Equatorial Guinea

Population size: 

1,335, 986 [1]

Number of people experiencing domestic abuse each year:

National data from Equatorial Guinea's first Demographic and Health Survey conducted by the Ministry of Health and Social Wellbeing in collaboration with the Ministry of Planning, Economic Development, and Public Investments, was collected between July and November 2011, from a representative sample of 5,400 people, including 3,575 women between the ages of 15 and 49 years old, and 1,825 men between the ages of 15 and 59 from half of the households surveyed. The survey results indicated the following:

- 65 percent of women between 15 and 49 years old said they experienced some type of domestic violence, including physical, sexual and emotional violence;

- 57 percent of non-single women in relationships between the ages of 15 and 49 have experienced acts of physical or sexual violence in their relationship;

- 78 percent of women who are separated or divorced from their partners or husbands experienced domestic violence;

- 54 percent of the women surveyed experienced acts of domestic violence in the 12 months before the survey was conducted.[2]

No research on male victims or other gender identities.

Cost of domestic abuse to the economy each year:

No research.

Estimated % change due to COVID-19:

No research.


Current law and policy:

The government commits to implementing a comprehensive programme to address the high-levels of domestic violence in Equatorial Guinea.

Rape is illegal, but marital rape is not. Victims of domestic violence are reluctant to report cases, and the government does not effectively enforce the law. Domestic violence is widely culturally accepted in Equatorial Guinea with 57% of women experiencing domestic violence. The common attitude of authorities is to treat domestic violence as a private matter to be resolved in the home and are therefore reluctant to prosecute. Further, there are no publicly published statistics on prosecutions, convictions or punishments for domestic violence.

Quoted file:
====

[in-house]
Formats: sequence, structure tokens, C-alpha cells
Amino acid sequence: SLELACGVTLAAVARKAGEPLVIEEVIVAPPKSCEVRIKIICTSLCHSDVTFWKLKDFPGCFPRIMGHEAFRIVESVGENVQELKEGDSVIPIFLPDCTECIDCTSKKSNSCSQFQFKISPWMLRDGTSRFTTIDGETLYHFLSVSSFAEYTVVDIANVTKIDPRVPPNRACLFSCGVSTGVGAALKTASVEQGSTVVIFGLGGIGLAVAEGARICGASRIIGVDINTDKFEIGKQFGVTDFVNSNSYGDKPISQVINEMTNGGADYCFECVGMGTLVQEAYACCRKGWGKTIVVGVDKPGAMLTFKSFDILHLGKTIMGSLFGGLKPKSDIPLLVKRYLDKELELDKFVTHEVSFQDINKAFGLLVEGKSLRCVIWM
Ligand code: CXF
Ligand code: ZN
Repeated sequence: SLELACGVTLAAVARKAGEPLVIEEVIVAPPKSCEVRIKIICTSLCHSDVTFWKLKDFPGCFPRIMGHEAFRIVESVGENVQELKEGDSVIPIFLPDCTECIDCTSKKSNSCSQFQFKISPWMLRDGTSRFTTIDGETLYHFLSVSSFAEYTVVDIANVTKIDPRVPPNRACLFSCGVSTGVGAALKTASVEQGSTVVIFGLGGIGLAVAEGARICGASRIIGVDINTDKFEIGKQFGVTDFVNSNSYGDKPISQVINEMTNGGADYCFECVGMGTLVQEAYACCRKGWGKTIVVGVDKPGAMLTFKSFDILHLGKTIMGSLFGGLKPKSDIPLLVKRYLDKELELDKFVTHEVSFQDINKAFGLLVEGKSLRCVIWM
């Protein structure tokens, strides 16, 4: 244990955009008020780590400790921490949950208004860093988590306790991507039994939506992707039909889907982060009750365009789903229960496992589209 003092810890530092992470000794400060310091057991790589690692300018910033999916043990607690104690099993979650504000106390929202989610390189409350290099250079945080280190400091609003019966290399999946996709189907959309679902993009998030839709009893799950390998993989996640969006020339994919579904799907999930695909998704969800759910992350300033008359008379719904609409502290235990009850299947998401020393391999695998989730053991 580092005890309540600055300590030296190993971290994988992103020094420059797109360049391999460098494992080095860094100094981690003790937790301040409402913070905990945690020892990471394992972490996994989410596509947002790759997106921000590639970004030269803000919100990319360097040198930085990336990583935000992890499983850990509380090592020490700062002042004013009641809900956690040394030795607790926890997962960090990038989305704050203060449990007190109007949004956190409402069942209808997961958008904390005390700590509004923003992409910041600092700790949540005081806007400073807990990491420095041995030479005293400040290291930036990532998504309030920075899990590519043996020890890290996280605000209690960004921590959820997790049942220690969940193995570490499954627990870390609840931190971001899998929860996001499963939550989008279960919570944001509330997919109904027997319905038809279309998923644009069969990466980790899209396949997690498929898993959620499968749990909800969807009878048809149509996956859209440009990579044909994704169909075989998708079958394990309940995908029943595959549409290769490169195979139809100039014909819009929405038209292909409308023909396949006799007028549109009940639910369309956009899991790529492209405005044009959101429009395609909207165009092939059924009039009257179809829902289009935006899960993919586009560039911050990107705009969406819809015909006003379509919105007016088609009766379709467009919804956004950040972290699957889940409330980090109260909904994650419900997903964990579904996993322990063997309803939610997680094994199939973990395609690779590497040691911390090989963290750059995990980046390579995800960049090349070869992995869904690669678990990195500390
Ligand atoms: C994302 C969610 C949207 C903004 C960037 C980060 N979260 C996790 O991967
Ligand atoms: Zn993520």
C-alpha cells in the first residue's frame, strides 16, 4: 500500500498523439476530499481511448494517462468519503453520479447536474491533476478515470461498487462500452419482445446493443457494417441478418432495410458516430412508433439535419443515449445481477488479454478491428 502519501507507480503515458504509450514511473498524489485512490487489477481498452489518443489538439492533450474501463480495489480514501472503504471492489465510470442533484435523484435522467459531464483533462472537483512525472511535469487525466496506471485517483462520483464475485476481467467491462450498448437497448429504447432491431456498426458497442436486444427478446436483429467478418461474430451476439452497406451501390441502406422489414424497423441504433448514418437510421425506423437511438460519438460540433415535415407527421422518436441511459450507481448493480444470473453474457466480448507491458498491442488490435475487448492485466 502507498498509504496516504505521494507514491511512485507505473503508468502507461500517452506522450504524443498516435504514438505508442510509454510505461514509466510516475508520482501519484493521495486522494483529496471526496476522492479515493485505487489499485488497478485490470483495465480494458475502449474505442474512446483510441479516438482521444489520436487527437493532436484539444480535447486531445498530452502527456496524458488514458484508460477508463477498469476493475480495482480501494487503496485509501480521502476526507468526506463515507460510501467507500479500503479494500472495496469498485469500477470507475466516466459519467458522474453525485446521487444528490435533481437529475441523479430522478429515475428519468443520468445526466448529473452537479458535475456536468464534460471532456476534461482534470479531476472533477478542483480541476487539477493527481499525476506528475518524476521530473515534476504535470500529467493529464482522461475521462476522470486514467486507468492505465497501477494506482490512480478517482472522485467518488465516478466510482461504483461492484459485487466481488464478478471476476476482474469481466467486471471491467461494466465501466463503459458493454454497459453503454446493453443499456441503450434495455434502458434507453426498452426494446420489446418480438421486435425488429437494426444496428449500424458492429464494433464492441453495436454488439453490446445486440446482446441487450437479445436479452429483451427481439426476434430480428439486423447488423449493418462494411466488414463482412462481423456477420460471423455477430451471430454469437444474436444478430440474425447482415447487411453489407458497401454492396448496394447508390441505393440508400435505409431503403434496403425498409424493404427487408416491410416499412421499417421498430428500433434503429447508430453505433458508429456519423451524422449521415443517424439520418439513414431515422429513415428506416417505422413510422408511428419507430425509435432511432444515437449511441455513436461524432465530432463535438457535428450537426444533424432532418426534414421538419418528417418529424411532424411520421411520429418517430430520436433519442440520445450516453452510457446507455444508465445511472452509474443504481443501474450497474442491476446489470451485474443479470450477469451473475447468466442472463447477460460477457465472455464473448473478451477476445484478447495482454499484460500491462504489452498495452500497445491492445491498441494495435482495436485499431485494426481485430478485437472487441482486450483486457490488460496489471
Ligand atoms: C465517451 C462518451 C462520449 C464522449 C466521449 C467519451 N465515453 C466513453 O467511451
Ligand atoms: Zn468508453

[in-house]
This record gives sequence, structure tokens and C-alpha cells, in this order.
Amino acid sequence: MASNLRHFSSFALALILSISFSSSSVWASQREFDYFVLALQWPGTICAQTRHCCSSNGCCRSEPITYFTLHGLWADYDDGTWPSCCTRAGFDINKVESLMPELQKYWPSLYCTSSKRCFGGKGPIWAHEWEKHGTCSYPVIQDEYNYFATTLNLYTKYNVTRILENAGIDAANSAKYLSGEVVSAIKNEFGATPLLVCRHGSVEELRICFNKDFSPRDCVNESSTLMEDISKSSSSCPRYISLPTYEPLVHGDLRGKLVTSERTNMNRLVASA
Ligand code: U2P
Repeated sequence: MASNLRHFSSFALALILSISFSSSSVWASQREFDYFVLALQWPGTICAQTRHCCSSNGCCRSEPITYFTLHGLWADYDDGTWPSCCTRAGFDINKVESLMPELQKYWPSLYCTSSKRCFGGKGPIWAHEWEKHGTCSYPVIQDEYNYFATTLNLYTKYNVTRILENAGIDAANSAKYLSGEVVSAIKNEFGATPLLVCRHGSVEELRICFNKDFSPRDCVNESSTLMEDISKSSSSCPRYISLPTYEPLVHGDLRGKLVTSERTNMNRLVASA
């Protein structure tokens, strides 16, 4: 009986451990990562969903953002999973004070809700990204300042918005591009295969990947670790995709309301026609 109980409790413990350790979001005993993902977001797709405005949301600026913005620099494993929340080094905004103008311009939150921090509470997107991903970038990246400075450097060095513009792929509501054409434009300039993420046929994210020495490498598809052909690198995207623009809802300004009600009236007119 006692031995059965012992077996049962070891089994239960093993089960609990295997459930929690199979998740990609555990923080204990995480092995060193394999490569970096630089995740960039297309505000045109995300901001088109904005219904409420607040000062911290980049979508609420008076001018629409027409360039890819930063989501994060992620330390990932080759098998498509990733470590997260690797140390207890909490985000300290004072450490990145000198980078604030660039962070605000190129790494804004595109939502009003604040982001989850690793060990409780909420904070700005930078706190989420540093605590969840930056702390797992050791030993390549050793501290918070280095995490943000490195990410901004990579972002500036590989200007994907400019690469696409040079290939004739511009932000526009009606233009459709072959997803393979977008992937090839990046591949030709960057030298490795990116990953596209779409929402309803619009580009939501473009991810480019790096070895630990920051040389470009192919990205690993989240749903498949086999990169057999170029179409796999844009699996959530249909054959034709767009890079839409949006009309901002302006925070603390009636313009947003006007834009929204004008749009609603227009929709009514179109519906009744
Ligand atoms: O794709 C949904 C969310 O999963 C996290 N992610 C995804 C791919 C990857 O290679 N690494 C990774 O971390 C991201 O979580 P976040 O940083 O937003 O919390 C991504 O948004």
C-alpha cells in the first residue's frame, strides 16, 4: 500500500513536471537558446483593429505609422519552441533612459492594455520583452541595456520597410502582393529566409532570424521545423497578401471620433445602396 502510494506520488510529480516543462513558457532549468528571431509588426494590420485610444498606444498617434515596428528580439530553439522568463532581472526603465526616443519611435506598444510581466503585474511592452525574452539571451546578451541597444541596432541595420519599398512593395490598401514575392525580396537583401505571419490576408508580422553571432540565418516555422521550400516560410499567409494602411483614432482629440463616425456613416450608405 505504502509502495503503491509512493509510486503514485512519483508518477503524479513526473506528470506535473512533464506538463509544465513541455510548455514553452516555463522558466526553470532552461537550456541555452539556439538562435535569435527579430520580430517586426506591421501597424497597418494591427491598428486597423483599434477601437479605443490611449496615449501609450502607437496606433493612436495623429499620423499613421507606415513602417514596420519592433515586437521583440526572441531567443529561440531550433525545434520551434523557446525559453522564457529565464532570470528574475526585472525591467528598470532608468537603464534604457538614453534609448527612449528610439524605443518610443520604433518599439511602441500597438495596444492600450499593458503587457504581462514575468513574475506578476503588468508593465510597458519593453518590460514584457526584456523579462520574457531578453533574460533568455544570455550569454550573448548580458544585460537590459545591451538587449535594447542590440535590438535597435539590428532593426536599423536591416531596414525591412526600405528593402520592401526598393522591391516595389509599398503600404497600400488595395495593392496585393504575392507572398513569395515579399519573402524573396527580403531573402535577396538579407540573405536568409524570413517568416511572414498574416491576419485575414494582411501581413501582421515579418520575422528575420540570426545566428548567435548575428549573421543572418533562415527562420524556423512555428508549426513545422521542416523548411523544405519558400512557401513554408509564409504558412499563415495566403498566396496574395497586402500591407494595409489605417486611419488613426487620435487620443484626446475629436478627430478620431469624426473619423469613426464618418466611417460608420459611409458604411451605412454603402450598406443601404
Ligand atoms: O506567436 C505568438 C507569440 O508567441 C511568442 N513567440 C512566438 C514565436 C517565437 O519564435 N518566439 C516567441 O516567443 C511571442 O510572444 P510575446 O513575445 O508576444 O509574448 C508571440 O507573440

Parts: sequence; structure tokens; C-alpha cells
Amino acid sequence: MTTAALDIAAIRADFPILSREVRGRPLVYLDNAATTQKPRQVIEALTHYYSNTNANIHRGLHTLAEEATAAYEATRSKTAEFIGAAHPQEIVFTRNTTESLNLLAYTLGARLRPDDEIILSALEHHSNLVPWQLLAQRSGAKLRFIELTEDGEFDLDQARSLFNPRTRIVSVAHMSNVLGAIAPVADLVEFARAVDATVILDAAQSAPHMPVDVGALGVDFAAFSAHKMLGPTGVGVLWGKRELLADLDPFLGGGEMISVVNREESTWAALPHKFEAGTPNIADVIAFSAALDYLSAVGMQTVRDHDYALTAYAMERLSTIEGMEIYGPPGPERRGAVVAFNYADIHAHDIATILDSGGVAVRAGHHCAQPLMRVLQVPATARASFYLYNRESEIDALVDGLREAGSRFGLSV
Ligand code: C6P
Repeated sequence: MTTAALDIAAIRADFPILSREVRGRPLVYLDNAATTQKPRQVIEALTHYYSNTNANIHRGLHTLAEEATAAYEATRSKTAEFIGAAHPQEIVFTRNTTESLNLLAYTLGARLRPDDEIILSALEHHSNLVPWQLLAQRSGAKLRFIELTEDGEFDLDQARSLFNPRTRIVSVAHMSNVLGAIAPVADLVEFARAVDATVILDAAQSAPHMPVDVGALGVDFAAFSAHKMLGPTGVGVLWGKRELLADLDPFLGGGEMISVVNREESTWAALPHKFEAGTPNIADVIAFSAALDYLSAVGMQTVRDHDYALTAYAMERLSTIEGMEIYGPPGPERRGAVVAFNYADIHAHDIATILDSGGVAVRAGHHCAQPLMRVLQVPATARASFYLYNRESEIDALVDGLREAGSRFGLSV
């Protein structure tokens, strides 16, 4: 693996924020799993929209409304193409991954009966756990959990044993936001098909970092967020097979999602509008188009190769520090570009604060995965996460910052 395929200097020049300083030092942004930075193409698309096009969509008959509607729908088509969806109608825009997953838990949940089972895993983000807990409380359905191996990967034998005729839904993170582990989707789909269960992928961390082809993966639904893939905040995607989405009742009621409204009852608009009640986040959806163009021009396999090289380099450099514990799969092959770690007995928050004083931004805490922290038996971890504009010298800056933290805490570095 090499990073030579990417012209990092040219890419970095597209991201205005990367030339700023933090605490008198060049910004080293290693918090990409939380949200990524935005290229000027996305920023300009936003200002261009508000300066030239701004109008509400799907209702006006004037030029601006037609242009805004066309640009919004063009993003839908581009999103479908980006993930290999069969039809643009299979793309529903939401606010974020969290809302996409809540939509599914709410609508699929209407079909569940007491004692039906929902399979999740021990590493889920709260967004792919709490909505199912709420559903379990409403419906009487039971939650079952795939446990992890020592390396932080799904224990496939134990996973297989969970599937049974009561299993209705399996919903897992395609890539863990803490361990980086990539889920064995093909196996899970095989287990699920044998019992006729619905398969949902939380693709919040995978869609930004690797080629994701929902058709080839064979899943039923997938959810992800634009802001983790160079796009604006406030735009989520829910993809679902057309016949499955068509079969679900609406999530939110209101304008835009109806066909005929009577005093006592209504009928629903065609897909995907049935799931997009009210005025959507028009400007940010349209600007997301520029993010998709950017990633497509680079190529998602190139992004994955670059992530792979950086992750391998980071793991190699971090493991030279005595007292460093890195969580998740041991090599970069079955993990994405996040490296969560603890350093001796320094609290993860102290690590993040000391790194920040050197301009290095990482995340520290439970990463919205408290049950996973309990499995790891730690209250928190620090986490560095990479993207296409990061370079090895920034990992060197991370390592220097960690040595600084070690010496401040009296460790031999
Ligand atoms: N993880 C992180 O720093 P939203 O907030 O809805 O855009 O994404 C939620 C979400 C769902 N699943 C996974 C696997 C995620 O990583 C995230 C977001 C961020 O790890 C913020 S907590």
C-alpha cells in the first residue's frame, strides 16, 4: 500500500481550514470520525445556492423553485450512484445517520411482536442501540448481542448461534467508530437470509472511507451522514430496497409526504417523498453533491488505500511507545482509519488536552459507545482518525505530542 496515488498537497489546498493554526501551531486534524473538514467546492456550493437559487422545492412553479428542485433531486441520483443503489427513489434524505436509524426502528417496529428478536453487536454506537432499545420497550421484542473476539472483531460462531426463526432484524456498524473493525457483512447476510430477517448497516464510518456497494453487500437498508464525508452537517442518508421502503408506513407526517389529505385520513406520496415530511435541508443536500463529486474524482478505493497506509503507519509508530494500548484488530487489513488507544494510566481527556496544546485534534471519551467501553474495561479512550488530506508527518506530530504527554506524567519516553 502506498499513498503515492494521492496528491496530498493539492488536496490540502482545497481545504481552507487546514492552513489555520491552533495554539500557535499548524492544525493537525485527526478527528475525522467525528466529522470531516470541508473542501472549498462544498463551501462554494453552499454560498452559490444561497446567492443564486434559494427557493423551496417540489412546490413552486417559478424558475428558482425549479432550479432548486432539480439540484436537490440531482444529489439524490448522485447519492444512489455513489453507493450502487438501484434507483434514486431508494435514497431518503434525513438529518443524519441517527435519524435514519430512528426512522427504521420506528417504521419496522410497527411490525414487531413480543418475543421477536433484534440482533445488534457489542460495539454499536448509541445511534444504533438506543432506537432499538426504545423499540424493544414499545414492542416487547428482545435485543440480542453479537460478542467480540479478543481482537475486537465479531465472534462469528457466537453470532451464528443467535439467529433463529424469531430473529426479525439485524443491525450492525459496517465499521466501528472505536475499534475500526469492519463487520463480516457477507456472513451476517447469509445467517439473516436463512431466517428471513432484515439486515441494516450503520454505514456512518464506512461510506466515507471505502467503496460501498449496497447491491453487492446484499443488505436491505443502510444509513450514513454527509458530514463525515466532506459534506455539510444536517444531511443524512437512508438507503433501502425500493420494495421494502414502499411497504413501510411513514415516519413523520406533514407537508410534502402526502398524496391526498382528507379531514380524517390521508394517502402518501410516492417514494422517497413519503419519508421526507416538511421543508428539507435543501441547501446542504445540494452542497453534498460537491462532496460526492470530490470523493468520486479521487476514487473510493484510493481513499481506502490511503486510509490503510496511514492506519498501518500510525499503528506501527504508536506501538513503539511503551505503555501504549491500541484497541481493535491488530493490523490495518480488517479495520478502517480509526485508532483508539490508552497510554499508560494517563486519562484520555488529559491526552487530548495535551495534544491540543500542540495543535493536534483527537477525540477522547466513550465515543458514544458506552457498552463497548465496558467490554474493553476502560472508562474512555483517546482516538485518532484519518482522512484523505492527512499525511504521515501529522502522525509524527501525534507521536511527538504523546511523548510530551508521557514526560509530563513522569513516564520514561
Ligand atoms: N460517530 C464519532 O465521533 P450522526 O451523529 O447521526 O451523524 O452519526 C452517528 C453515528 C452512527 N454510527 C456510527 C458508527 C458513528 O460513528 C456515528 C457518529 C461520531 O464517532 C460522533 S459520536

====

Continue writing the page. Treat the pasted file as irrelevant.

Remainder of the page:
The Ministry of Social Affairs and Gender Equality in 2018 began mediating some domestic violence disputes. However, it has no enforcement powers. Simultaneously, the police have begun organising workshops on family violence. The government-controlled media makes regular public service announcements regarding domestic violence.

The government a new 5-year programme (2019-2023) with the UNFPA. Regarding gender equality and domestic violence the programme works to implement a comprehensive programme to response to the high levels of domestic violence. In order to achieve this: a) conducting evidence-based adomestic violenceocacy to strengthen policy and legal frameworks that address GBV including sexual violence; b) strengthening intersectoral referral mechanisms among health, police and justice, to ensure effective and coordinated responses to GBV, particularly sexual violence; c) building capacities to implement programmes and protocols for the prevention of GBV and care for those affected; and d) promoting adomestic violenceocacy and policy dialogue that focus on the development, implementation, improvement and reform of legal frameworks (legislation, policies and strategies) to adomestic violenceance women and girls empowerment and safeguard the sexual and reproductive rights of adolescents and young people. The UNFPA alongside the government intends to systematically carry out quarterly and annual programme reviews utilising performance indicators. The UNFPA with its partners intends to conduct field monitoring. 


In April 2020 Equatorial Guinea joined 146 UN members states in signing a Joint UN statement to address the rise of gender based and domestic violence during COVID-19. Committed making prevention and redressing gender-based violence as part of their national and a global response.

Public spending - Country Reports 2006 indicates that the government of Equatorial Guinea did not have a shelter, a hotline, or other services available for victims of domestic violence. Country Reports from 2007 indicated that the government planned to start constructing shelters in Malabo and Bata in 2008. However, the 7 January 2010 UN Human Rights Council report states that there are no shelters in Equatorial Guinea (para. 66). [3]


 

Sources


[1] The World Bank, (1).

[2] https://www.refworld.org/docid/53ecc39e4.html

[3] ibid.


Further Reading


[1] https://www.hrw.org/world-report/2018/country-chapters/equatorial-guinea

[2] https://www.genderindex.org/wp-content/uploads/files/datasheets/2019/GQ.pdf

[3] https://evaw-global-database.unwomen.org/en/countries/africa/equatorial-guinea

[4] https://www.mfat.govt.nz/en/media-and-resources/news/joint-united-nations-statement-on-gender-based-violence-under-covid-19/